All Kinds of News for September 14, 2016
This year marks the 10th anniversary of the annual Timpanogos hike for Heritage students. The hike is organized by Susie Route, home director of one of five girls homes at Heritage, leads the annual expedition. “Every mountain top is within reach if you just keep climbing,” said Canadian author Barry Finlay. A group of girls at Heritage School now know that for themselves. The towering mountains of Utah offer beauty, tranquility and breathtaking challenges that can provide needed insight and change lives. Students from the Sequoia East Home trained all summer to summit Mount Timpanogos in Utah, elevation 11,752 feet and 16 miles in length.
“Every week we went on hikes that got harder and longer,” Susie said. “We started out with some smaller hikes like Stewart Falls, the Y, Battle Creek to Grove Creek, mostly Utah County hikes. We also went to Little Cottonwood Canyon in Salt Lake.” The group goes out once a week, usually accompanied by house staff, academic advisers and sometimes therapists – all part of the girls’ treatment team. “We started training the end of May when the weather got nicer,” Susie said. "We went all through June and July doing a total of 10-12 hikes before Timp.”
Susie said the group summited Mount Timpanogos on July 30. “It was a just a day hike,” she said. “We started on the trail at 6 a.m. and summited for the first time this year. Every other year we have gone just to the saddle, but we made it to the very top this year. We started hikes to Timp in 2006 but have only gone to the saddle. We had permission to summit this year.”
She said most girls who went were excited and nervous. One girl wanted to turn back to the van after going a third of the way and "I told her we all go back to the van or we all summit,” she said. “She pushed herself. Another girl was helpful and coached her.” Besides seeing the obvious beauty of the majestic mountain, the girls gained new insight about themselves.
“They realize they can do hard things, things they never saw themselves doing or being able to accomplish,” Susie said. “We interview them throughout the whole hike and a lot are proud of themselves; it motivates them. This will be something that we talk about throughout the year. ‘Remember how you thought you couldn’t do this – how did you do it, how did you push yourself?’ It’s not just the hike and we’re done. We use it throughout their program until they are done.” Susie said most of the girls are not physically active but they realized they can push themselves physically and emotionally as well.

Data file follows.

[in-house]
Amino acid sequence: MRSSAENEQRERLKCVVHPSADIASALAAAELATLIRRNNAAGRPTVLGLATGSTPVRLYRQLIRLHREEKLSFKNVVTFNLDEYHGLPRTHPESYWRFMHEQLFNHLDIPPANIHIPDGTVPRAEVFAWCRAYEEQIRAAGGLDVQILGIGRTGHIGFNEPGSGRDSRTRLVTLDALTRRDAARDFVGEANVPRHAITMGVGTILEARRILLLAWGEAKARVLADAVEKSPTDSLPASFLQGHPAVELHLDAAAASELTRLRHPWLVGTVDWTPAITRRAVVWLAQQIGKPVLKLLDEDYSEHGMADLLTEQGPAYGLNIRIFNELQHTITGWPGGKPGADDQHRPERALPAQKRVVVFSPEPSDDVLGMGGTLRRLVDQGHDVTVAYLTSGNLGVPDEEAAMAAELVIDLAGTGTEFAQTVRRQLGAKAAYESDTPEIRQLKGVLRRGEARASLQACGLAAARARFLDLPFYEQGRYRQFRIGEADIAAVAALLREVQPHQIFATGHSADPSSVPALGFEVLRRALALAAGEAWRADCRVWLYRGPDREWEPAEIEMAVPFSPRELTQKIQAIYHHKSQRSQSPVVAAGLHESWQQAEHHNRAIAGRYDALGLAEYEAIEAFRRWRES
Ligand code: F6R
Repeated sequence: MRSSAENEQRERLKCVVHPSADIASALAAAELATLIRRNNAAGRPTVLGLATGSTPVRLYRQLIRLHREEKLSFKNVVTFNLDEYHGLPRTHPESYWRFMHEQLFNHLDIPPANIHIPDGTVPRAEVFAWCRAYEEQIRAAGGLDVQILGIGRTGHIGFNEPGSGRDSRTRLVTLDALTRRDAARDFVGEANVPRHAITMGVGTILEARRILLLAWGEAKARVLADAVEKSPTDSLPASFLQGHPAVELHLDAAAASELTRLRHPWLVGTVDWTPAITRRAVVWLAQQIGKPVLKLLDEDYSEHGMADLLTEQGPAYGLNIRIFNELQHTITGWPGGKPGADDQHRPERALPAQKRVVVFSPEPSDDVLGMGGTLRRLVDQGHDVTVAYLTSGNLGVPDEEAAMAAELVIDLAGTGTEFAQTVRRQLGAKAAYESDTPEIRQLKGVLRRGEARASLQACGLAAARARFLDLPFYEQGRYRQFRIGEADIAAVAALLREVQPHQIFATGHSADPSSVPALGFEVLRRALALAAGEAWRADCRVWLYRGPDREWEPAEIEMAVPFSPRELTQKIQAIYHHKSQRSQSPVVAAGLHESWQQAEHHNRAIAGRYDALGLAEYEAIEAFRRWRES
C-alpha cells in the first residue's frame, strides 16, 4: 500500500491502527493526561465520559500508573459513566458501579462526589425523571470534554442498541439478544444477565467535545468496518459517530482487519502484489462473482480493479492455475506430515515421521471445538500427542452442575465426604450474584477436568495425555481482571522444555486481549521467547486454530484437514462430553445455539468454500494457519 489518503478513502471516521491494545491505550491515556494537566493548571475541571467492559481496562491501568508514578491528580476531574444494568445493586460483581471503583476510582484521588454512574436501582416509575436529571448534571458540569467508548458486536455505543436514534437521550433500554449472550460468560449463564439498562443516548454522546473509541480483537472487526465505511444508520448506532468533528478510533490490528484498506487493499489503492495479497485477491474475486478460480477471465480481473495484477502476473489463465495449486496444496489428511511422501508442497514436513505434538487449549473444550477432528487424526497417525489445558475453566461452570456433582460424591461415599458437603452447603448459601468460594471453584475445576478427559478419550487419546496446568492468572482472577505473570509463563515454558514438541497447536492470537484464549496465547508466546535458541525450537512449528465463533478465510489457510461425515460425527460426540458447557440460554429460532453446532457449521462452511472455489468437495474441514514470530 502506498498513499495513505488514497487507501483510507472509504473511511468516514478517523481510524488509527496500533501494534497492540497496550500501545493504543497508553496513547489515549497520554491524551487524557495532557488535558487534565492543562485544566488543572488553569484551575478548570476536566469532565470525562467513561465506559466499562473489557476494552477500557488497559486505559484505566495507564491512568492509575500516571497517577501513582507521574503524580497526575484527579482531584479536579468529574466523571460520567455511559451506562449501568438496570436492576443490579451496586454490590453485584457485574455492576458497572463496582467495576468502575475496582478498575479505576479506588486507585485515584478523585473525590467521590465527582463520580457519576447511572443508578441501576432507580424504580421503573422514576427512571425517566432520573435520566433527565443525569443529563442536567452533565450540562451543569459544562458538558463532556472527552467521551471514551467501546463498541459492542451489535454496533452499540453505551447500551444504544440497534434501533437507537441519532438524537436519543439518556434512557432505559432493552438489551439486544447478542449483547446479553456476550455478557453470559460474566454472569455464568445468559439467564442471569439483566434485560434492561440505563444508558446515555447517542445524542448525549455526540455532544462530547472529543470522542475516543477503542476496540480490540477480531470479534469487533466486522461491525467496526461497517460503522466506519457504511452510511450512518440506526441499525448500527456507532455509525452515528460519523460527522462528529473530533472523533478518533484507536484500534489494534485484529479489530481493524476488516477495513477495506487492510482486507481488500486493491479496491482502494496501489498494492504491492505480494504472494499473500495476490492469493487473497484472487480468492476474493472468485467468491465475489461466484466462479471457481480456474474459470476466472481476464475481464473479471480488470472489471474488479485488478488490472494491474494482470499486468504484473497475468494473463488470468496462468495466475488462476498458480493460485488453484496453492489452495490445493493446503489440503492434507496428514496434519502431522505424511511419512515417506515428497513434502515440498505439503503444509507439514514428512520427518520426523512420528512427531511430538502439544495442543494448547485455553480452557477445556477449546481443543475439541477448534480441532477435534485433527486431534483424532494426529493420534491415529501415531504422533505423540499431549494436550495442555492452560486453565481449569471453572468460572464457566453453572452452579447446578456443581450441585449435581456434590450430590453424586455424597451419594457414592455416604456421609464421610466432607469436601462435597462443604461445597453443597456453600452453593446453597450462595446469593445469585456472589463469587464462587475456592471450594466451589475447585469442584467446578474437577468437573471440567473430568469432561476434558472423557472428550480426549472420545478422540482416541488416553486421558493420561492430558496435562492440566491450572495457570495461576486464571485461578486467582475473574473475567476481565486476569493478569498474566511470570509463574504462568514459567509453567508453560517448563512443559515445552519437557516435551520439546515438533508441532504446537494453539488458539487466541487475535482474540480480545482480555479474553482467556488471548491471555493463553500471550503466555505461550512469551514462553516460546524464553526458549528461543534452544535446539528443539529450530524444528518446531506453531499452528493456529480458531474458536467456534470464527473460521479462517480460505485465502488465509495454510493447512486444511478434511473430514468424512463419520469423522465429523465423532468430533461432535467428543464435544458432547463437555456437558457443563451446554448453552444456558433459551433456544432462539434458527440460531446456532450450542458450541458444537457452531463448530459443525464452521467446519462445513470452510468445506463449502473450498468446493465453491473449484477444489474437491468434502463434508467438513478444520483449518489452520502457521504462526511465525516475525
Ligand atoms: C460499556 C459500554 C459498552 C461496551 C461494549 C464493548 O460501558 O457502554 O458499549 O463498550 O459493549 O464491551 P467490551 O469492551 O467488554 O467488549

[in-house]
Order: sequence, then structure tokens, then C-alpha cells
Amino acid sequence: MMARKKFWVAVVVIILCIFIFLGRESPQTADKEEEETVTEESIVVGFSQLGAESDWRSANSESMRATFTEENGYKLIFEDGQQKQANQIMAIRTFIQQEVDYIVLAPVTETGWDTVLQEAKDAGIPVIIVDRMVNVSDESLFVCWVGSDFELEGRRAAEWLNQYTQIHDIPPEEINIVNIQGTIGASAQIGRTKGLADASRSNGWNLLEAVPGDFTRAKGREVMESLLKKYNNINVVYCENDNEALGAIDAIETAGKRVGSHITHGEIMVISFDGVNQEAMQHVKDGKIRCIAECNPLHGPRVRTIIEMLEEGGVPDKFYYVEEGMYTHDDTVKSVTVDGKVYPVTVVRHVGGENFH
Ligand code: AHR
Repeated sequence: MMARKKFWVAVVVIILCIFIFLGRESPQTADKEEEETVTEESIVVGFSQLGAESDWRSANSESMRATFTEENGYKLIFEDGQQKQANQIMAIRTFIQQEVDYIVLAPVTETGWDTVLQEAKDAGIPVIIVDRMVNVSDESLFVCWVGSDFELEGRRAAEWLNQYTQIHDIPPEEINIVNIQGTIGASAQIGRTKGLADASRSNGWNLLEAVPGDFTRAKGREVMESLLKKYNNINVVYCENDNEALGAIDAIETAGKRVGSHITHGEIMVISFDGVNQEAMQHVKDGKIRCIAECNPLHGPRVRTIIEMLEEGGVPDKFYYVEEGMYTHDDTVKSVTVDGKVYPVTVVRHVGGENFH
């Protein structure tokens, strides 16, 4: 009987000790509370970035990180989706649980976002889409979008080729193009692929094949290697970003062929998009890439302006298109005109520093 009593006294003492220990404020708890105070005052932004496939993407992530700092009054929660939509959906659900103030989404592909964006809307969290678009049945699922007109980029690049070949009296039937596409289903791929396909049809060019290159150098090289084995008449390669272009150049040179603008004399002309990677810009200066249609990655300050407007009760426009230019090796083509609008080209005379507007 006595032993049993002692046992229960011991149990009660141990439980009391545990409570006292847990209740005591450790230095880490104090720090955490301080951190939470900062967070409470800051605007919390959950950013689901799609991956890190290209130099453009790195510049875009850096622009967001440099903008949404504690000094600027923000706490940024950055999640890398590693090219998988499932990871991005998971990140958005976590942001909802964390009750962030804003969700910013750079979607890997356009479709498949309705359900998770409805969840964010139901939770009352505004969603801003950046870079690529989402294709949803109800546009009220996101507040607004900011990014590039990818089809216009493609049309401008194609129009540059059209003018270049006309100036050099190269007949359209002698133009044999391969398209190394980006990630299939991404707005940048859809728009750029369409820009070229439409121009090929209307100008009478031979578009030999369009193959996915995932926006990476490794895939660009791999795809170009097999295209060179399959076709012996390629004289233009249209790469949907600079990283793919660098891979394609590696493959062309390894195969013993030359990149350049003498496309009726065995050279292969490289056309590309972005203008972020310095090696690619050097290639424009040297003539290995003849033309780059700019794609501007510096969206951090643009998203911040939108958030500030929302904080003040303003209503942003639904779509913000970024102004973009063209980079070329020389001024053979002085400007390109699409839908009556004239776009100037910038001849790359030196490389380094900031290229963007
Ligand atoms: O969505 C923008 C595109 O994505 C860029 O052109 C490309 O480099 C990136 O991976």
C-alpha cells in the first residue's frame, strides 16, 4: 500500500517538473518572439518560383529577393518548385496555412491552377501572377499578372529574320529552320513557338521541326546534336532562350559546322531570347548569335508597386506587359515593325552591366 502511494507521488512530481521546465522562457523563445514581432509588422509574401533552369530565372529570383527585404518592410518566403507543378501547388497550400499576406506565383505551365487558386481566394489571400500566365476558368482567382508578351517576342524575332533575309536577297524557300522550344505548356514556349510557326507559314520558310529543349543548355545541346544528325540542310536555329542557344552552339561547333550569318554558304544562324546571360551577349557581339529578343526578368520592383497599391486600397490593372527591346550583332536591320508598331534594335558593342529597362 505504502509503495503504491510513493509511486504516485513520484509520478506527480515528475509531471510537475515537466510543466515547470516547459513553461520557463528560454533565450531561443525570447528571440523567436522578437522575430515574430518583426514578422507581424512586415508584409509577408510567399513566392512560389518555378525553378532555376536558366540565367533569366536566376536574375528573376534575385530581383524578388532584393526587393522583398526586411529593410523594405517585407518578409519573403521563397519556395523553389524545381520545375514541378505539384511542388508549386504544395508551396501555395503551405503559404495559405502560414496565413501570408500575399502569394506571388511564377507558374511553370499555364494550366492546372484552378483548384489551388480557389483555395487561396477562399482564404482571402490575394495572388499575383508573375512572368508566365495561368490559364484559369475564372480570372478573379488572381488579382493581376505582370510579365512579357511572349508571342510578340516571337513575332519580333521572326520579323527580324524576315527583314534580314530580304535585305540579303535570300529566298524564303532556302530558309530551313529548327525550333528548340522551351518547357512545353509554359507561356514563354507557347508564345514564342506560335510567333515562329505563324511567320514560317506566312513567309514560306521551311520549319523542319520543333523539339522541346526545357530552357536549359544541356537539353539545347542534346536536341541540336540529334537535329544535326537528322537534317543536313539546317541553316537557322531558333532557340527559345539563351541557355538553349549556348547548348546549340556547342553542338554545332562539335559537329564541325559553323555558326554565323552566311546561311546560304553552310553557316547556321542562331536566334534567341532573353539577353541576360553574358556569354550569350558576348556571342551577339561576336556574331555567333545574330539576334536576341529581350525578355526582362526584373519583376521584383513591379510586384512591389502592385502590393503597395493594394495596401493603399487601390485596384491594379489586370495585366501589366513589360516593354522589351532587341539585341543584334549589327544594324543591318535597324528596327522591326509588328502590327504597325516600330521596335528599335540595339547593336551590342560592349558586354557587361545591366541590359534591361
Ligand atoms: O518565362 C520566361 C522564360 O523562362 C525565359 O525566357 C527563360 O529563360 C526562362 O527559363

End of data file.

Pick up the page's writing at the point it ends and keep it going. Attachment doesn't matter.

Dani, age 15, said, “Making it to the summit proved to myself that I can do emotionally/physically difficult things in this life,” she said. “Even when things are getting hard in the moment, I know how to push myself and work through the problems at hand. It helped me have confidence in myself.” Another hiker, Noemi, also 15, said, “you have to push yourself in order to truly move forward. You have to depend and trust yourself.” Noemi was given her Mastery at the summit – the highest phase that can be earned at Heritage. “We didn’t tell her that she got her Mastery until we were at the top,” Susie said. “It was awesome!” Noemi agreed. “I got my Mastery at the top and that’s freaking amazing because the hike was kinda like my program,” she explained.
Susie said the hardest part was getting the girls to prepare themselves for this difficult challenge. Some didn’t take the right amount of water; others weren’t drinking enough as they hiked. They were a team, “It was really awesome to see other girls who had extra water sharing with those who didn’t,” she said. “No one went without. We can use that as a lesson too – life is going to take work and preparation – you can’t fly by the seat of your pants. You do some work and prepare for things so they are more enjoyable and there’s not so much suffering.” Susie reflected on the one who wanted to turn back. “She was really emotional and doubted herself,” she said, “but was able to change her mindset, for her she learned she really could do hard things.” Another hiker asked Susie if she could talk to herself. “She encouraged herself, said ‘you can do this,’” Susie said. “She recognized she needed that motivation and self care. She had body issues but learned she appreciated her body and what it could do.”
Dani told of her favorite part of the trek. “My absolute favorite part of the hike was when we started going back down,” Dani said. “That sounds bad but that’s when I was able to really see all I have accomplished and how far I’ve come.” For these girls and others who come to Heritage they will learn what mountaintops are in reach if they just keep climbing.
Heritage is a non-profit residential treatment center in Provo, Utah. Founded in 1984, Heritage specializes in the treatment of mood disorders and students diagnosed on the autism spectrum. Founder Jerry Spanos pioneered the relationship model Heritage uses with students. Our direct-care residential staff, who average 10 years of experience at Heritage, develop relationships of trust with students, guiding them to healthy, productive lifestyles. Our teachers, all special education certified, help students catch up on school credits and prepare for their continued education.